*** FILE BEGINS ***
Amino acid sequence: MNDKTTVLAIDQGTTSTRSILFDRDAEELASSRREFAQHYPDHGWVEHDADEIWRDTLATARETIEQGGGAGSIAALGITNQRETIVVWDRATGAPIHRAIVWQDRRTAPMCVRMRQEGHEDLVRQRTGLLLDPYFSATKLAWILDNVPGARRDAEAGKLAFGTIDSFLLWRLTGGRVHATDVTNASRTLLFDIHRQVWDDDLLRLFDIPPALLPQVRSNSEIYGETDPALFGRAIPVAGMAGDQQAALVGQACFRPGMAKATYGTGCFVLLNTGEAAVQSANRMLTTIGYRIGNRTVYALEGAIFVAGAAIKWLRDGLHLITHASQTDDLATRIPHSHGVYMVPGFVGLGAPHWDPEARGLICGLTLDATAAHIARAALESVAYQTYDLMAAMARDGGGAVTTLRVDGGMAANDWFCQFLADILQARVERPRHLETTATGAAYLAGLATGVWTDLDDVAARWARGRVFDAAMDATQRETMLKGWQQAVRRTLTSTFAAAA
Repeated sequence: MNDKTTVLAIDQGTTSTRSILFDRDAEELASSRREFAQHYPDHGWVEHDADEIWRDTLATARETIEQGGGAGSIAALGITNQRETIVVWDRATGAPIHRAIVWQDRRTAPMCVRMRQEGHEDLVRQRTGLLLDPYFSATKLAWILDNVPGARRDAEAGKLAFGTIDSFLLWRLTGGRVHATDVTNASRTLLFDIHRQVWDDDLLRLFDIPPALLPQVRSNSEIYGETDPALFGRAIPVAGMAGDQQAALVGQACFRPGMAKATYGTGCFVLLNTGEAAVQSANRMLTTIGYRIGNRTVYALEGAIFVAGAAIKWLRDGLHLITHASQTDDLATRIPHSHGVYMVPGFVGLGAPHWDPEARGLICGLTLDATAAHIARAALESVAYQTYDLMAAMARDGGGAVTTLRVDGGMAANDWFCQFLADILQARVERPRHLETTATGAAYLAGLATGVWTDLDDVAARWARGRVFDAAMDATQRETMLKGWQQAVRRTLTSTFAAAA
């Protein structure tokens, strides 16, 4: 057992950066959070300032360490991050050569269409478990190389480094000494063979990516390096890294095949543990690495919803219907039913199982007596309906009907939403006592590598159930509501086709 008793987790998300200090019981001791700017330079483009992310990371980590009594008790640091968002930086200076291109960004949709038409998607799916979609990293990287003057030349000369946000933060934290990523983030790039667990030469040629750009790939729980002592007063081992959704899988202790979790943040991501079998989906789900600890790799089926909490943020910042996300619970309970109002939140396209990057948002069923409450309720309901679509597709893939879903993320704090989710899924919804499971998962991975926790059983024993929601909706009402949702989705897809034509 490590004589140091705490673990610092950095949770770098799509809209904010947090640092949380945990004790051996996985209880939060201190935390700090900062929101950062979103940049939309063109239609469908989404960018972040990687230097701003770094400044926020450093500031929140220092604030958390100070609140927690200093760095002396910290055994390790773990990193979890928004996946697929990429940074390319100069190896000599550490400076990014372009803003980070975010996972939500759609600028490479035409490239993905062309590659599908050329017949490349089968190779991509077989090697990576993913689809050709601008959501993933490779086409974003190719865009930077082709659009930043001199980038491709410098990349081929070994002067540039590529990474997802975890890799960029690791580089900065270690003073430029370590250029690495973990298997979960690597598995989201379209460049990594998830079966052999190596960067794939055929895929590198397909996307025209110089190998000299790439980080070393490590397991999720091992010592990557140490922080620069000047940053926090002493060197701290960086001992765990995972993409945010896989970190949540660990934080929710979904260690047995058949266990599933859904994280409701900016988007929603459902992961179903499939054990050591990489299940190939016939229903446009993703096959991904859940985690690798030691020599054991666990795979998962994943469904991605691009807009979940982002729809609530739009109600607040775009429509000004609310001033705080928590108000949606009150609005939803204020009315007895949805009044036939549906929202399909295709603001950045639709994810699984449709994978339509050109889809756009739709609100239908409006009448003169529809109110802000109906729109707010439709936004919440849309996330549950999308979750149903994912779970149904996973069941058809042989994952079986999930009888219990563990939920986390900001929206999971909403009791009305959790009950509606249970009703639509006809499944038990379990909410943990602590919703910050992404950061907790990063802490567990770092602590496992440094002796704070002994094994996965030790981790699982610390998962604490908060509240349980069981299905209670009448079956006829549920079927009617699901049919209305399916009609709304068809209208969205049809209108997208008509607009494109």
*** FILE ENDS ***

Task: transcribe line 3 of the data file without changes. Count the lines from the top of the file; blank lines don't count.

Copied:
């Protein structure tokens, strides 16, 4: 057992950066959070300032360490991050050569269409478990190389480094000494063979990516390096890294095949543990690495919803219907039913199982007596309906009907939403006592590598159930509501086709 008793987790998300200090019981001791700017330079483009992310990371980590009594008790640091968002930086200076291109960004949709038409998607799916979609990293990287003057030349000369946000933060934290990523983030790039667990030469040629750009790939729980002592007063081992959704899988202790979790943040991501079998989906789900600890790799089926909490943020910042996300619970309970109002939140396209990057948002069923409450309720309901679509597709893939879903993320704090989710899924919804499971998962991975926790059983024993929601909706009402949702989705897809034509 490590004589140091705490673990610092950095949770770098799509809209904010947090640092949380945990004790051996996985209880939060201190935390700090900062929101950062979103940049939309063109239609469908989404960018972040990687230097701003770094400044926020450093500031929140220092604030958390100070609140927690200093760095002396910290055994390790773990990193979890928004996946697929990429940074390319100069190896000599550490400076990014372009803003980070975010996972939500759609600028490479035409490239993905062309590659599908050329017949490349089968190779991509077989090697990576993913689809050709601008959501993933490779086409974003190719865009930077082709659009930043001199980038491709410098990349081929070994002067540039590529990474997802975890890799960029690791580089900065270690003073430029370590250029690495973990298997979960690597598995989201379209460049990594998830079966052999190596960067794939055929895929590198397909996307025209110089190998000299790439980080070393490590397991999720091992010592990557140490922080620069000047940053926090002493060197701290960086001992765990995972993409945010896989970190949540660990934080929710979904260690047995058949266990599933859904994280409701900016988007929603459902992961179903499939054990050591990489299940190939016939229903446009993703096959991904859940985690690798030691020599054991666990795979998962994943469904991605691009807009979940982002729809609530739009109600607040775009429509000004609310001033705080928590108000949606009150609005939803204020009315007895949805009044036939549906929202399909295709603001950045639709994810699984449709994978339509050109889809756009739709609100239908409006009448003169529809109110802000109906729109707010439709936004919440849309996330549950999308979750149903994912779970149904996973069941058809042989994952079986999930009888219990563990939920986390900001929206999971909403009791009305959790009950509606249970009703639509006809499944038990379990909410943990602590919703910050992404950061907790990063802490567990770092602590496992440094002796704070002994094994996965030790981790699982610390998962604490908060509240349980069981299905209670009448079956006829549920079927009617699901049919209305399916009609709304068809209208969205049809209108997208008509607009494109």